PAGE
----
Tutor profile: Stephanie R.
Obtain the integral of (x)(e^x)dx.
We have: Integral of (x)(e^x)dx. Note that the variable x is changing in two functions ((x) is an algebraic function and (e^x) is an exponential function). Therefore we recognize that we must use integration by parts to solve for the integral. Although this may be tedious, there are easy tricks to memorize that will make the math simple. Remember this equation like a song: "integral of udv is equal uv minus integral of vdu." Note here that on the left side of the equation, "u" is assigned to one function and "dv" is assigned to another function in our problem. How do we choose? Memorize this abbreviation: ILATE. I=inverse trigonometric function. L=logarithmic function. A=algebraic function. T=trigonometric function. E=exponential function. This abbreviation will help you choose what "u" will be. (x) in our problem is listed as A. (e^x) is listed as E. A comes before E in our abbreviation, so we choose "u" to be (x). Thus, "dv" will be assigned to (e^x). Now, determine "du" and "v" to complete our equation. "du" is dx (since we are getting the derivative of "u", which we assigned to be x). "v" is e^x (since we are getting the antiderivative of "dv", which we assigned to be e^x). With all values known, place them into the right side of the expression, which is: uv-integral of vdu. We get: (x)(e^x)-integral of [(e^x)(dx)]. Complete the integral term to get: (x)(e^x)- (e^x) +C. Since we do not have finite bounds, DON'T FORGET YOUR PLUS C (some constant)! Therefore, using integration by parts states that the Integral of (x)(e^x)dx is equal to: (x)(e^x)- (e^x) +C.
A farmer needs to fence in his land. One side is already fenced in. He has 300 ft of fencing to use. What dimensions (x and y) will optimize the area enclosed by the fence?
This is an optimization problem. First, understand the situation. We want x and y values (two changing variables) that will result in the largest possible area. We also have one degree of freedom in the problem: the amount of fencing is fixed at 300 ft. We must work with this constraint. Next, formulate the governing equations. We need an equation that explains the area (denoted as A) and another for the perimeter enclosing the area. The equations are as follows: A=xy ; 300ft=x+2y. (Note that since one side is already fenced in, we have only one x. If this were not the case, the equation would become 300=2x+2y.) We have 2 unknowns and 2 governing equations: the problem is solvable. We have two changing variables, so let's solve for x in terms of y. We get: x=300-2y. Now, we can substitute this expression into the equation for the area. We get: A=(300-2y)(y), or A=300y-2y^2. Now we have successfully defined the equation in terms of one variable while incorporating our constraint for the perimeter of the fence. Optimizing the area means obtaining the derivative of the area and setting the area equal to zero. By doing this, we are finding the critical point (the max point of the expression) that will give us the max possible value of y. We get: 0=300-4y. Solving for y, we get y=75. Earlier, we defined x in terms of y to be x=300-2y. Solving for x gives us: x=150. We found the dimensions, now let's find the area. A=(150)(75) ==> A=11250ft^2. This should be the max area. However, always CHECK your calculations. Does x and y sum to the perimeter of 300? 300=(150)+2(75) ==> yes! Also check if these dimensions make sense. We can find our bounds of y (or intervals) by setting x=0. We get y=150. Set y=0 and we get x=300. The bounds of y are [0,150]. This tells us that the max value of y lies between this interval, which it does.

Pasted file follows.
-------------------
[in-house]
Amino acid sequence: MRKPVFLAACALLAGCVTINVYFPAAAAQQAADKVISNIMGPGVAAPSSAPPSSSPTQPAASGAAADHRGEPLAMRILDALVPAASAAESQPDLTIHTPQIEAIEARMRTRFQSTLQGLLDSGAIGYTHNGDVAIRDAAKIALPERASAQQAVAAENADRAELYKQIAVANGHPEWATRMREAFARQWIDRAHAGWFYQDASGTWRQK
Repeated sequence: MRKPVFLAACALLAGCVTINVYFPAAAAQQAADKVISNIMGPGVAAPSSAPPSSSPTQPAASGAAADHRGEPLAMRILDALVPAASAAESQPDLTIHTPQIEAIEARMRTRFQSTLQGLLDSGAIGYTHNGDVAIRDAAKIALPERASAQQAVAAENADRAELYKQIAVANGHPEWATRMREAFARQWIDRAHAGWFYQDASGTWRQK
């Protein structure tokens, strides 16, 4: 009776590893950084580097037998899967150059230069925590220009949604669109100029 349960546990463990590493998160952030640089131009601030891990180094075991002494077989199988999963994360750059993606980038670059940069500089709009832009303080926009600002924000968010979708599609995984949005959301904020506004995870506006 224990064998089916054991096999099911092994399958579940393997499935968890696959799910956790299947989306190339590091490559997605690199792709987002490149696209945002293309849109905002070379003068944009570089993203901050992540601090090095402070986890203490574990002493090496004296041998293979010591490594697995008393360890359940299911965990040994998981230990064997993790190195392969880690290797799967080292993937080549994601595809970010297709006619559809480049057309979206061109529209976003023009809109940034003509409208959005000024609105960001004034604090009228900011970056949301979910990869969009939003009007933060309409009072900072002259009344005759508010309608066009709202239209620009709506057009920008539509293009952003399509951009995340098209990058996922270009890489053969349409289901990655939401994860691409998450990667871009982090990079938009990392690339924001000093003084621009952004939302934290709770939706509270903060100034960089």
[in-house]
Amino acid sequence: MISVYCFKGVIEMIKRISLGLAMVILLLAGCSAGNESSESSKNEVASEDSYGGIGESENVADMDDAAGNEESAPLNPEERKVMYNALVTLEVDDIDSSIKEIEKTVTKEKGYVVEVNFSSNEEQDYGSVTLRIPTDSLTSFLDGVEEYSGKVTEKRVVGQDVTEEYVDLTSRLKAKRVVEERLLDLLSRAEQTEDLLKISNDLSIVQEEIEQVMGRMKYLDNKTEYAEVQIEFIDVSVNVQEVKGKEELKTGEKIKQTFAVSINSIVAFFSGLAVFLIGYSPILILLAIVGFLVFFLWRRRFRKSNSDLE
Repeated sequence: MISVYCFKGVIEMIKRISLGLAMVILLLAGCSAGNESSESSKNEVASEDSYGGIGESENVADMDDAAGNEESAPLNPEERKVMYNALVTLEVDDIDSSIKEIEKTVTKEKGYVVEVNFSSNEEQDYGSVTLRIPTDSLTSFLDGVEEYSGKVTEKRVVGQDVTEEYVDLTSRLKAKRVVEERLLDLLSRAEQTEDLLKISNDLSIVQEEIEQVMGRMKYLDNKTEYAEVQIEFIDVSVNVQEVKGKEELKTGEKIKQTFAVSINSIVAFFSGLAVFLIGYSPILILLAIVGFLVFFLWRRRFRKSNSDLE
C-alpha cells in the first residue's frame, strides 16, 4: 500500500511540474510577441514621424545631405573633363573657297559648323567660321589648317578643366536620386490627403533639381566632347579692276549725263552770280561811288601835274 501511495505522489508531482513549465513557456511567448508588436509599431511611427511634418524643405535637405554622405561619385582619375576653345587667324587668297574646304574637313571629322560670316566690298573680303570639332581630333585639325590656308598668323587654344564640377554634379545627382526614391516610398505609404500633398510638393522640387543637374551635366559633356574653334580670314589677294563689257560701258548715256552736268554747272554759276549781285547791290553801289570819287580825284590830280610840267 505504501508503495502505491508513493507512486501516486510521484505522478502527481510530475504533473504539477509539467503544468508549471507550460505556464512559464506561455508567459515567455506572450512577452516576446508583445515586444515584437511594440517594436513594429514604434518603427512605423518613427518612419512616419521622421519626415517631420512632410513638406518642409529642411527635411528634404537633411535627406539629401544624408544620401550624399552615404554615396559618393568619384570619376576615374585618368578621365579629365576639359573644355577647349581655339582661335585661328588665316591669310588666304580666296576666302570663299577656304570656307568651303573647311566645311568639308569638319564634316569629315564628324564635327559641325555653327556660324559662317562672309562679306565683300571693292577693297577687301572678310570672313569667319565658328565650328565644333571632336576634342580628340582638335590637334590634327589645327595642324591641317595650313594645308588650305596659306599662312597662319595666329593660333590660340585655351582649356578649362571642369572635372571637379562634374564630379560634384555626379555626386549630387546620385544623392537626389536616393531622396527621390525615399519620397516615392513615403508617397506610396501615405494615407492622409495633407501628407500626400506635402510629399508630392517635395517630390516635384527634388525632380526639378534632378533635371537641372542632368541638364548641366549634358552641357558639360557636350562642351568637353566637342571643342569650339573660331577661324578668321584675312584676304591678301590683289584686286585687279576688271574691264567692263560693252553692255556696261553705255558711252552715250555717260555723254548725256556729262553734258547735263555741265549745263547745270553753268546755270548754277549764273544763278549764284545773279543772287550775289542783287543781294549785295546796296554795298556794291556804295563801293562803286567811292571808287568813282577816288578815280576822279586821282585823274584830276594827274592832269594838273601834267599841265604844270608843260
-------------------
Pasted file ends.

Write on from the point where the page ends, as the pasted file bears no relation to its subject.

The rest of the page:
How would you obtain the radius of 1 mole of ideal gas particles exposed to a pressure of 1 atm and a temperature of 25 degrees Celsius? Note that the value of the ideal gas constant is equal to 0.0821 (L)(atm)/[(mol)(K)]
First, define the problem statement. Understand what the problem is asking you to find, and write down a list of all known information and unknown information . Unknown: r=radius of the ideal gas particle. Known: we know that the gas particle is ideal, so we can use the ideal gas equation (this equation is purely chemistry based), which is PV=nRT (Pressure)(Volume)= (number of moles of gas)(Ideal gas constant)(Temperature). Note that we must assume that the gas particle is spherical. We know that the volume of a sphere is (4/3)pi(r^3). r is the unknown variable. Substitute all the values into the ideal gas equation. Isolate r to solve for it in terms of given variables. BEFORE YOU SOLVE, you must not forget to convert all of the units! Convert liters to meters to get the r in units of meters (1000L=1m^3). Also, in scientific equations, we work in absolute temperatures, so convert Celsius to Kelvin (25 degrees Celsius+273). You must get the cube root of the equation to obtain r.
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